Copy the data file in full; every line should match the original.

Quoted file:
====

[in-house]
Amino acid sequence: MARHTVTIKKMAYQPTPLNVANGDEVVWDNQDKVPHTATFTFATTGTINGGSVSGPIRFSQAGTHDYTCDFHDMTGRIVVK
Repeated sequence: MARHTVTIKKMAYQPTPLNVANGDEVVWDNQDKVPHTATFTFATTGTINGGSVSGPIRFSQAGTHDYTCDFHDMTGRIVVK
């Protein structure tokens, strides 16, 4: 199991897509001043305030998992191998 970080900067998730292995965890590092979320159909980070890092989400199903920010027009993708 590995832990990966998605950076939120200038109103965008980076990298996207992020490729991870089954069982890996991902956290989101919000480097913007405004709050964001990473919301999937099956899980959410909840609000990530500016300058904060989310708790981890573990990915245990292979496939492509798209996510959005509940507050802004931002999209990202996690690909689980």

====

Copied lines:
[in-house]
Amino acid sequence: MARHTVTIKKMAYQPTPLNVANGDEVVWDNQDKVPHTATFTFATTGTINGGSVSGPIRFSQAGTHDYTCDFHDMTGRIVVK
Repeated sequence: MARHTVTIKKMAYQPTPLNVANGDEVVWDNQDKVPHTATFTFATTGTINGGSVSGPIRFSQAGTHDYTCDFHDMTGRIVVK
């Protein structure tokens, strides 16, 4: 199991897509001043305030998992191998 970080900067998730292995965890590092979320159909980070890092989400199903920010027009993708 590995832990990966998605950076939120200038109103965008980076990298996207992020490729991870089954069982890996991902956290989101919000480097913007405004709050964001990473919301999937099956899980959410909840609000990530500016300058904060989310708790981890573990990915245990292979496939492509798209996510959005509940507050802004931002999209990202996690690909689980």